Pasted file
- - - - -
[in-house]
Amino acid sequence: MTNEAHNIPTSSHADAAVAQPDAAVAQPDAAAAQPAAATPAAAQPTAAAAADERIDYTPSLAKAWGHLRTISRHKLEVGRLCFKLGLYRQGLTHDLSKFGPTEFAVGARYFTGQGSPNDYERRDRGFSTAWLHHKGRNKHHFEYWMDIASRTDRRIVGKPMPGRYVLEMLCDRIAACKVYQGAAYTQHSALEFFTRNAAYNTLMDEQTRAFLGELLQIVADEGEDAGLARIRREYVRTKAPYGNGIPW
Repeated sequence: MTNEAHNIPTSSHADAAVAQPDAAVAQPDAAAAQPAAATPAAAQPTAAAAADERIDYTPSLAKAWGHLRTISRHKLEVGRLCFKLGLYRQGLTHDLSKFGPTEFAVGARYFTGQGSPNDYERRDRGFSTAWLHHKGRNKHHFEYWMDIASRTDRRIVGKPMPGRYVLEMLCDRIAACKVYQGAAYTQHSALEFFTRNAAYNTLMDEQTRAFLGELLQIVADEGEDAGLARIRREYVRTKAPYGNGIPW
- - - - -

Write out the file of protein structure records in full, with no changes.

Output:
[in-house]
Amino acid sequence: MTNEAHNIPTSSHADAAVAQPDAAVAQPDAAAAQPAAATPAAAQPTAAAAADERIDYTPSLAKAWGHLRTISRHKLEVGRLCFKLGLYRQGLTHDLSKFGPTEFAVGARYFTGQGSPNDYERRDRGFSTAWLHHKGRNKHHFEYWMDIASRTDRRIVGKPMPGRYVLEMLCDRIAACKVYQGAAYTQHSALEFFTRNAAYNTLMDEQTRAFLGELLQIVADEGEDAGLARIRREYVRTKAPYGNGIPW
Repeated sequence: MTNEAHNIPTSSHADAAVAQPDAAVAQPDAAAAQPAAATPAAAQPTAAAAADERIDYTPSLAKAWGHLRTISRHKLEVGRLCFKLGLYRQGLTHDLSKFGPTEFAVGARYFTGQGSPNDYERRDRGFSTAWLHHKGRNKHHFEYWMDIASRTDRRIVGKPMPGRYVLEMLCDRIAACKVYQGAAYTQHSALEFFTRNAAYNTLMDEQTRAFLGELLQIVADEGEDAGLARIRREYVRTKAPYGNGIPW